The Price of Pageantry
By Dan and Alison Tingley
Pageant Play, written by Matthew Wilkas and Mark Setlock, is playing at PACA (1505 State Street, Erie, PA). Relatively new, the show premiered in 2008. It’s a satirical examination of beauty pageants.
Directed by Jeff Rodland, Pageant Play is a story about the world of child beauty pageants and just how crazy some people can become. The show opens with finesse coaches Bob and Bobby introducing us to their seminar entitled “Is My Child a Pageant Queen and if not, Can I Make Her One?” They have a five-step program that can make any little girl a beauty queen. Pinky sure believes they can do it for her daughter, Chevrolet. Pinky, a former beauty queen herself, always wins the pageants until Marge and her daughter, Puddle, arrive on the scene. As the competition heats up, we get a glimpse into the private lives of Pinky and Marge and their respective husbands, Gunnar and Buddy, and we get some insight into their motivation to win at all costs.
Pageant Play features four actors: Leslie Ford (Pinky), Amy Gilewicz Fuchs (Marge/Pinky’s Mother), Alex Bolla (Bob/Gunnar), and Sean Morgan (Bobby/Buddy). Morgan plays his roles well. He does a fine job of playing the straight man to Bolla’s character, which is not an easy task.
Bolla does an excellent job with both of his very different characters. He seamlessly goes from hen-pecked husband, to spineless and flamboyant business partner, to a guy who isn’t going to take any more crap. He’s fun to watch as his character grows during the production.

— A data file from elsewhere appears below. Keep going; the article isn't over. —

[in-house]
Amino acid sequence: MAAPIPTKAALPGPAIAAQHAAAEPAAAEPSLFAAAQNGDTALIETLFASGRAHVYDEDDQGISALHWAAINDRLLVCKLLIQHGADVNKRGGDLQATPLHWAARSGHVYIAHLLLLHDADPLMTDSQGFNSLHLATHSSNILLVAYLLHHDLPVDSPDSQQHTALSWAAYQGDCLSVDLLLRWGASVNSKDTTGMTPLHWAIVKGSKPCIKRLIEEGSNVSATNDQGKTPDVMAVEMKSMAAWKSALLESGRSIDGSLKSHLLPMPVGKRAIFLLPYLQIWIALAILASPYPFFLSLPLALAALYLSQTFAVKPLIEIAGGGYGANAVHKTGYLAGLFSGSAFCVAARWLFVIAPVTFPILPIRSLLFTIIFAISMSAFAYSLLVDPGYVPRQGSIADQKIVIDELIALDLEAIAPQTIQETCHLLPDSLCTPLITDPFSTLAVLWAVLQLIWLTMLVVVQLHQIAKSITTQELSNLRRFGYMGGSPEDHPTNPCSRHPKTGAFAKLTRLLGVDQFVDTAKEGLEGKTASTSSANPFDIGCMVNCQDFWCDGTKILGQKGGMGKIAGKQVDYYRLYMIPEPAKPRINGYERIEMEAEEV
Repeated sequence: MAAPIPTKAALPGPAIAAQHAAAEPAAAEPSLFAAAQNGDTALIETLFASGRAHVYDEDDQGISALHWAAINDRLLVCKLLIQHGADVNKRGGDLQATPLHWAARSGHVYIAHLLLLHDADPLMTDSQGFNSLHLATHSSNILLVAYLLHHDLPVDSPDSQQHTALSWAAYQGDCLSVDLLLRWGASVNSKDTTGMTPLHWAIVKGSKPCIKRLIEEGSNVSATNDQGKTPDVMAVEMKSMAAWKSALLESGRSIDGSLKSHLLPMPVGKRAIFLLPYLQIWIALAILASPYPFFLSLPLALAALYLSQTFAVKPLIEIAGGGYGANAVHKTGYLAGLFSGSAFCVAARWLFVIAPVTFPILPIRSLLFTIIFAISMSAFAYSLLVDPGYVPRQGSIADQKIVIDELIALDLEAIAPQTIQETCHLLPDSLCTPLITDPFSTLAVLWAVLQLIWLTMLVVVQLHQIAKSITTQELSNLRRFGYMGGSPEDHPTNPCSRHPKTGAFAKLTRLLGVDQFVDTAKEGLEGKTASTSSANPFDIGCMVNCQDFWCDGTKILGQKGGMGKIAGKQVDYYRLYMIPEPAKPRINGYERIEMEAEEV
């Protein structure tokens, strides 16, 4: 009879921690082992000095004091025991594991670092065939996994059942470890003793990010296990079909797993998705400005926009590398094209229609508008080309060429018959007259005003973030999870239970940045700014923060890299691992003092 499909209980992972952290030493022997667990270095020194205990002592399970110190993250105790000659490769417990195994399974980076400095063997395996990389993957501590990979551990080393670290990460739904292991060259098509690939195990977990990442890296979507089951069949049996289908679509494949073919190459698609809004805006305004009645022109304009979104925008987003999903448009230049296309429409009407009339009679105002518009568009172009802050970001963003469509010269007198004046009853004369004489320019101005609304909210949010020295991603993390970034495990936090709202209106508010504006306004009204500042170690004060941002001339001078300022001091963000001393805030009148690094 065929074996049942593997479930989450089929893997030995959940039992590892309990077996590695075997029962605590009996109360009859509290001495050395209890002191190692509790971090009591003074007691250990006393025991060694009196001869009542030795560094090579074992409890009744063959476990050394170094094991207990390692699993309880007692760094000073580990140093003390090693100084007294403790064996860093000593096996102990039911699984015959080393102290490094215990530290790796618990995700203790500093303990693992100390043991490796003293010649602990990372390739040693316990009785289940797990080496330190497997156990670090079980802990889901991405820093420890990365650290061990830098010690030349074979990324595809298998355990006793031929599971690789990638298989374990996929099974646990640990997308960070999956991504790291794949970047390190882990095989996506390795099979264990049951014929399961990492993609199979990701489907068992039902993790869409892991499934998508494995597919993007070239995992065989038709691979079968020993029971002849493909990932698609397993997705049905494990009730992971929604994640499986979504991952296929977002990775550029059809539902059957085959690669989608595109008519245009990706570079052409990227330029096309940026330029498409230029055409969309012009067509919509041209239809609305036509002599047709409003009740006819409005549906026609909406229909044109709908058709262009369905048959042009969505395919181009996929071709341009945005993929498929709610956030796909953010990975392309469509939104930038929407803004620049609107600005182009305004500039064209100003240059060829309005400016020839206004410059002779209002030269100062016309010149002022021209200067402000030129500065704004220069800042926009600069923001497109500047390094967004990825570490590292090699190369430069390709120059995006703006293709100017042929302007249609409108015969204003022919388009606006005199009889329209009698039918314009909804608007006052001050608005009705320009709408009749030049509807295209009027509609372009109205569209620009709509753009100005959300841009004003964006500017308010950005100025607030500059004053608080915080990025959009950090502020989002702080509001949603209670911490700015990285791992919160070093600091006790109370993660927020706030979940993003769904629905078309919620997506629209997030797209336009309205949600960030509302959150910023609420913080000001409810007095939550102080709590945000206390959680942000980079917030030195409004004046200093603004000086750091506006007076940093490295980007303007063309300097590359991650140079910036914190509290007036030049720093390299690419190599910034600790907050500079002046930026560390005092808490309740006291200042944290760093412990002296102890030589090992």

Fuchs plays a very complex character with seemingly effortless finesse. Her character might be the most messed-up of them all. Fuchs shows us that she can admirably tackle a very physical role. Wearing character-appropriate costumes, she downplays her character’s comedic lines making her lines that much funnier. In a strange way, her character is quite moving.
Ford really shines in this production. With perfect facial expressions, she shows a range of emotions. She goes from innocent child to conniving bitch in 90 seconds flat. (Dan thinks Alison can do that, too. But maybe not on stage.) Ford impeccably plays a very strong and complex character. She also handles the physical demands of her character exceptionally well.
The props and minimalist set work very well. The music used during the show is well chosen. The two children are played by dresses on hangers, which is itself a fantastic commentary about the lives of pageant children.
Pageant Play runs on weekends at PACA through January 26. With outstanding direction, Pageant Play is entertaining and very cute. There are a lot of twists and turns in this production. This show contains some strong language, so don’t take the kids or the easily offended. If you’re not a child and not easily offended, you should check it out. For reservations or more information, visit http://paca1505.ning.com/.
One thought on “The Price of Pageantry”
I enjoy reading Alison and Dan’s reviews. They seem fair and impartial and tell it like it is. And I do like their humorous comments that they inject into each of their reviews. Keep up the good work.
Comments are closed.